It’s about time that I write about Teeling on this blog, isn’t it? I haven’t so far because – don’t hate me now – I haven’t been overly impressed by their whiskey. But I’ve changed my mind recently.
Whiskey making runs in the Teeling family, starting in 1782 when Walter Teeling established a small distillery in the Liberties, Dublin. His descendent John Teeling opened the Cooley distillery in 1989, and in 2012, the Teeling brothers Jack and Stephen moved on from Cooley and launched Teeling whiskey company. The new distillery opened in 2015, and this year we’re awaiting the first whiskey produced in their own distillery – Teeling whiskey making is back in the Liberties.
I came across Teeling for the first time in late 2016. I had never heard of them, but their small batch blend was in the standard stock at our Swedish Systembolaget all of a sudden. I bought a bottle, and really liked it. Since I came to know about Teeling, they have impressed me greatly with their marketing skills, because since 2016 the name Teeling whiskey has been EVERYWHERE. As I stated in the beginning of this post, for a while I wasn’t too excited about Teeling whiskey. I wanted whiskey at cask strength, amazing flavour bombs, lots of complexity, and I didn’t think the Teeling whiskey I had tasted at the time fell into that category. When I now take a sip of the small batch blend I don’t understand what my tongue was doing earlier – it’s a fabulous whiskey.
My taste has evolved quite a lot since I started exploring the world of Irish whiskey, I now appreciate also the more simple whiskeys, as well as the very complex, older, or stronger whiskeys. They are just different whiskeys that can’t be compared. I’ve also found that there are many Scottish whiskies that I’m not interested in anymore because they lack the sweetness that Irish whiskeys have.
I’ve now had the opportunity to discover more from Teeling, some of their older and more complex whiskeys. The oldest I’ve tasted was the 15-year-old though, so I still have some Teeling tasting to do!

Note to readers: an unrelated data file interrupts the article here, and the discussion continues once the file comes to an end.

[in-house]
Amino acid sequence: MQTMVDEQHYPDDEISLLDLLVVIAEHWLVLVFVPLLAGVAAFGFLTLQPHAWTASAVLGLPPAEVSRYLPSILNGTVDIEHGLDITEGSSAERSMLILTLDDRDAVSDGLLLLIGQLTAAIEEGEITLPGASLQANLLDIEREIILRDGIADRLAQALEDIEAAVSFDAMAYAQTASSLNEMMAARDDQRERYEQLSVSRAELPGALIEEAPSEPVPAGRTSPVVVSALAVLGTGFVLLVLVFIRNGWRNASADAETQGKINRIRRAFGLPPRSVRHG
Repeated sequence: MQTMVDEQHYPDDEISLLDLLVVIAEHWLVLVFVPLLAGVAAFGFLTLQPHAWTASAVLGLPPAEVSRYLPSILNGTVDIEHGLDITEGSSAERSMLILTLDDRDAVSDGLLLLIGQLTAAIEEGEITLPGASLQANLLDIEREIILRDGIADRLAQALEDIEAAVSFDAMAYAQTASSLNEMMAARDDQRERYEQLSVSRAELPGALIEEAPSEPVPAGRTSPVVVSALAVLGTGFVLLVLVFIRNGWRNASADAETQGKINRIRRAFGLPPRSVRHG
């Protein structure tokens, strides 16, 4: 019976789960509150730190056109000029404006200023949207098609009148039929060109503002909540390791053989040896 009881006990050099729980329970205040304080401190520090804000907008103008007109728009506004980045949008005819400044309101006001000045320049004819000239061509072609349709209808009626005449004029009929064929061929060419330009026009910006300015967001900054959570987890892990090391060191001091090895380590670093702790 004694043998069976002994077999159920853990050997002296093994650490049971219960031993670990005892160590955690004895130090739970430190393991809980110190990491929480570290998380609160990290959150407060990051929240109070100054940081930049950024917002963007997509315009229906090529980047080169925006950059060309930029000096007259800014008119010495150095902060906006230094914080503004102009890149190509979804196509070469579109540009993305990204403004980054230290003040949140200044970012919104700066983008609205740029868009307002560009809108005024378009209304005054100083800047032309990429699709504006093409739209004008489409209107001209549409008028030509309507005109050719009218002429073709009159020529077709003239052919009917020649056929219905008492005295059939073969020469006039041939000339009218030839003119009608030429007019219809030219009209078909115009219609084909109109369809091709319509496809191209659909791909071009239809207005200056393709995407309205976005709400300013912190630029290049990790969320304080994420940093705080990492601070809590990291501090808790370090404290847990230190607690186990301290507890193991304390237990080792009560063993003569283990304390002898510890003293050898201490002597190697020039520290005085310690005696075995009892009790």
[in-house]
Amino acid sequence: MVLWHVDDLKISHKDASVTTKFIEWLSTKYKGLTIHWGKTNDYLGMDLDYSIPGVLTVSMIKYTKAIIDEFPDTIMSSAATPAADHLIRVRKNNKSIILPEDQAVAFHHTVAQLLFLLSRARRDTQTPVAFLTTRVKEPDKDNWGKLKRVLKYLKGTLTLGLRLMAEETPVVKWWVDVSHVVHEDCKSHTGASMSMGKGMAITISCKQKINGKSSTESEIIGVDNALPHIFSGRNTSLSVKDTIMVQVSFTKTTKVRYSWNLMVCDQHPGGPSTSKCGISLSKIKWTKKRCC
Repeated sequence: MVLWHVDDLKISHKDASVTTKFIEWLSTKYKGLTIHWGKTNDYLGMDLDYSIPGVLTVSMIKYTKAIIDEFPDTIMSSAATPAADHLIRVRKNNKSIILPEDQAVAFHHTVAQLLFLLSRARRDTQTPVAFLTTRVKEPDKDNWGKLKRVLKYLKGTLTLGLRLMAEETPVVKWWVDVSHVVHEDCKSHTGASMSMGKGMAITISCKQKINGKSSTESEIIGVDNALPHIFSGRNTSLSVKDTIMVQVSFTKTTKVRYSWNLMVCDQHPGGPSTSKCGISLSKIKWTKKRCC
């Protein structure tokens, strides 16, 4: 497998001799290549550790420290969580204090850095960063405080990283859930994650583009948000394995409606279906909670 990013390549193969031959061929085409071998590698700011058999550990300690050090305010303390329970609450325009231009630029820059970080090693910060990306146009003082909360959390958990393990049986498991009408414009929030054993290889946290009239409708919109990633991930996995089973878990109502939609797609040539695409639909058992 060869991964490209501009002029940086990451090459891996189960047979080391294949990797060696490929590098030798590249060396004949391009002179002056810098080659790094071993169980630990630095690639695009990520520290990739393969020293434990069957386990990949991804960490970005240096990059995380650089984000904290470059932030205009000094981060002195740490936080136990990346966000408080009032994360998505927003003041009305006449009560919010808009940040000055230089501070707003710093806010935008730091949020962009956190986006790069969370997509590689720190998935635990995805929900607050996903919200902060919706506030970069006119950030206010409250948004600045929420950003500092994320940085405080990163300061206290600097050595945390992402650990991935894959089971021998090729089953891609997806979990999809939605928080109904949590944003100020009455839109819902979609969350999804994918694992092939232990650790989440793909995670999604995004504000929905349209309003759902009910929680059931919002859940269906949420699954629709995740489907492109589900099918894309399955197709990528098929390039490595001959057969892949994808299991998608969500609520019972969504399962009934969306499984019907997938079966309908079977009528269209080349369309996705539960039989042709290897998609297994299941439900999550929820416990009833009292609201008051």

My visit at Shelbourne bar in Cork in March this year was the starting point for my renewed interest in Teeling whiskey. If I remember correctly, I told Mark about my opinions about Teeling and asked him to give me something that would prove me wrong. And he sure did.
This 12-year-old single malt finished in Merlot cask was a real beauty, and definitely one in the flavour bomb category. Later at the beer & whisk(e)y fair in Göteborg, I tasted their very nice 15-year-old from the Revival series. I’ve also fallen in love with the Teeling single grain whiskey, that is a more simple whiskey but still gorgeous. The small batch blend has been ignored on my shelf for a while, but when I had a dram of it last night, my palate sang with joy.
Recently I bought a sample of another single cask bottling distilled in 2004 and bottled in 2016 – a sherry cask matured whiskey that also was a beauty.
So as my taste in whiskey has evolved, I’ve changed my mind about Teeling whiskey. I’m excited to get the opportunity to taste more from them, as well as the ones I didn’t like in the past to see if I’ve changed my mind about them. And of course I’m enormously excited over their first Dublin distilled whiskey that will – to my great delight – be a single pot still.
So what about the Teeling small batch? It’s a nice blend that has been finished for 6 months in rum casks, and bottled at 46% ABV. It has won several awards, the best blended Irish whiskey €60 and under, Irish whiskey of the year, and many more (see them listed here).
Something spicy, cereals, grass or hay, citrus or possibly pineapple.
Beautiful soft vanilla, a hint of honey, perhaps a small bit of tropical fruits. Spicy finish with some dark chocolate. With two drops of water the aromas are more intense and there’s more wood and something medicinal to the nose. It becomes sweeter and softer to the palate and possibly has a longer finish, but the flavours are more interesting without adding water. In case you wonder, when I do my tastings, I first taste the whiskey neat and then I always add water, but only 1-2 drops. Even whiskeys at 40% can change character with a drop of water, and curious minds want to know. As a conclusion, the Teelings know what they are doing, and this small batch blend is a very nice tasty whiskey that you can get at a very nice price.
This is the last Whiskey of the week or review for a while – I’m very busy right now but I have lots of ideas for other types of articles, and hope to be able to make time to write them. Occasional reviews will show up if/when I come across something fabulous.